courses did not become a foundational component of archival education until the late
1980s and early 1990s. More recently, electronic records management (ERM) courses
have become an imperative component of many archival programs in North America.
Although archival educators have applauded the growth of archival curriculum and
noted the inclusion of RM and ERM courses, few have considered the implications of
these developments and the relationship between courses such as RM and ERM. This
article discusses a project that analyzed RM and ERM course syllabi from North
American archival studies’ programs. By identifying the convergences and divergences
of the topics and literature found within the syllabi, the authors sought to understand
the relationship between the two types of courses and to gain insight about how these
courses continue to serve as an integral component in archival studies education.
2. Literature review and research questions
RM was rst introduced in the early 1940s as a “pre-archival phase” undergraduate
program in the American University’s archival program (Posner, 2006, p. 68). The
inclusion of RM as an integral part of archival curriculum in the American graduate
program started in the late 1940s when American University “established a new records
administration course on the graduate level to tie this phase of the program in more
closely with the graduate work in archives administration” (Trever, 1948, p. 156). The
integration of RM into archival curriculum took several decades before it became
standard in the archival programs in North America. Archival literature published in
the 1970s indicates that the profession adopted a different approach. The Society of
American Archivists’ Committee on Education and Training survey on archival
education programs in the 1970s omitted two sets of courses: “directed research and
reading courses” because they were “those informal learning programs tailored to
individual student needs”, and “records management courses” because it was “an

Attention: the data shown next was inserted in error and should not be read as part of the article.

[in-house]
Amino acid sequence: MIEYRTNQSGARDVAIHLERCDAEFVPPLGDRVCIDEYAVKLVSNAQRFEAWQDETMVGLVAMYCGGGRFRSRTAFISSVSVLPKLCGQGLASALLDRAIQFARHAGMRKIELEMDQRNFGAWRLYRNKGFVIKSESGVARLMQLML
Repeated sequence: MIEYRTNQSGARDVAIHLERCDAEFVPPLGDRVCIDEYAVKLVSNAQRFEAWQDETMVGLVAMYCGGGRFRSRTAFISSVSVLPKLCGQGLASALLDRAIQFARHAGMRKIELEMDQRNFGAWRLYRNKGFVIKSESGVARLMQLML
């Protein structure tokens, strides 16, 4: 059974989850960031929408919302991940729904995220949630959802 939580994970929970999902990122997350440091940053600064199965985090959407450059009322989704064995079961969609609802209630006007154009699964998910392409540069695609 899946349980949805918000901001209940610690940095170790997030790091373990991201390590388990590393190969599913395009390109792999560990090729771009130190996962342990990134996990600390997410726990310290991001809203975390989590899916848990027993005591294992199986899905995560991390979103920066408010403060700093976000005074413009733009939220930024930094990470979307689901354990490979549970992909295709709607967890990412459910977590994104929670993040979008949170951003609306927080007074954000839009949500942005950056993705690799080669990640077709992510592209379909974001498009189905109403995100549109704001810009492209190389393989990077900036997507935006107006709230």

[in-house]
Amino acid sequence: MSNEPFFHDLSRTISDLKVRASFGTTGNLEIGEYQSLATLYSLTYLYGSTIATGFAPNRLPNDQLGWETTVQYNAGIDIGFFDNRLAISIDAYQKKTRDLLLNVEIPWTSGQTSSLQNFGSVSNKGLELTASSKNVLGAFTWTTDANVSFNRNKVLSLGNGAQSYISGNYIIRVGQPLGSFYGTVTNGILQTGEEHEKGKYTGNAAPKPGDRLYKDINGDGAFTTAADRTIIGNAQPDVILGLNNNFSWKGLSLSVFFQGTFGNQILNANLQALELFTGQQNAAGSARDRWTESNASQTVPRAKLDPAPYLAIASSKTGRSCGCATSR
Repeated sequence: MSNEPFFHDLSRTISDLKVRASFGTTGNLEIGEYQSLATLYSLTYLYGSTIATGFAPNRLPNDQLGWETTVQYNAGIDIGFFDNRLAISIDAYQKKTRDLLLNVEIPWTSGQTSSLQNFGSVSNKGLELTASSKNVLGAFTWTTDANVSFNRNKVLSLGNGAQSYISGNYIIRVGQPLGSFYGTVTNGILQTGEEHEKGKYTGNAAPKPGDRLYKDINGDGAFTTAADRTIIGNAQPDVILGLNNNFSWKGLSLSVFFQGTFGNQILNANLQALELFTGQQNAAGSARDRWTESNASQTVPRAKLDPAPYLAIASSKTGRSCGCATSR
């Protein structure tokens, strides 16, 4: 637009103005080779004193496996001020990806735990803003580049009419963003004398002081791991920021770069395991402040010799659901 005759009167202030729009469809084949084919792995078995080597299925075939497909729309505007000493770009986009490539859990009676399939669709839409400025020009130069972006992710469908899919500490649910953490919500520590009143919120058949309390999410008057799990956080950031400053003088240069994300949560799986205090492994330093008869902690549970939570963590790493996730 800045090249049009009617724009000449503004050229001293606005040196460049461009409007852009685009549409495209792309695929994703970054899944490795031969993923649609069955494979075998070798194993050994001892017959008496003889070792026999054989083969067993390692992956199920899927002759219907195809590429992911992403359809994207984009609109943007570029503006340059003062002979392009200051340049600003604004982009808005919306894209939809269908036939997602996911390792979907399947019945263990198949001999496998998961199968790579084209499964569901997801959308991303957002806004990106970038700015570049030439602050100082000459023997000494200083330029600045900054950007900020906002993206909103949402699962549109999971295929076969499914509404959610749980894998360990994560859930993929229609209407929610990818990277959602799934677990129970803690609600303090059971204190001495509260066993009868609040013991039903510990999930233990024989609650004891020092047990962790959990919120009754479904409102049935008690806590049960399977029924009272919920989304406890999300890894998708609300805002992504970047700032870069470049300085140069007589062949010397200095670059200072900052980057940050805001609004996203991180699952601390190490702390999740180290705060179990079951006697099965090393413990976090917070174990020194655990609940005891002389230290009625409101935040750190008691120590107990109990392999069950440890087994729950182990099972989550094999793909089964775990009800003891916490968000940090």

instructional eld itself worthy of a survey” (Warner, 1992, p. 350). RM was considered
a separate instructional eld and not an integral part of archival education (Evans, 1977,
p. 71). This trend would soon change.
By the late 1980s and early 1990s, RM had become a regularly offered course in
archival programs in North America. In the survey report published in 2001 on archival
education in North American Library and Information Studies (LIS) schools, archives
and records management was deemed as an integrated information discipline “with its
own history, purposes, principles, standards, and methods” (Cox et al., 2001, p. 142).
Thirty-four schools offered an RM course at the time of the study. Along with
introductory archives and preservation, RM became one of the three basic areas of
knowledge in archival education in LIS schools (Cox et al., 2001, p. 174).
The past decade of the twentieth century saw not only the dramatic growth of
archival programs offering RM courses but also the introduction of ERM into the
archival curriculum. The emergence of ERM courses resulted from the exponential
growth of electronic records in businesses and other work places. Archival researchers
and educators quickly became aware that these new formats would drastically
challenge traditional RM concepts and principles (Dollar, 1993;Duranti, 2001;
McDonald, 1995). In 1992, a new course in the archival administration of electronic
RMJ
26,3
260

To continue reading

Request your trial

VLEX uses login cookies to provide you with a better browsing experience. If you click on 'Accept' or continue browsing this site we consider that you accept our cookie policy. ACCEPT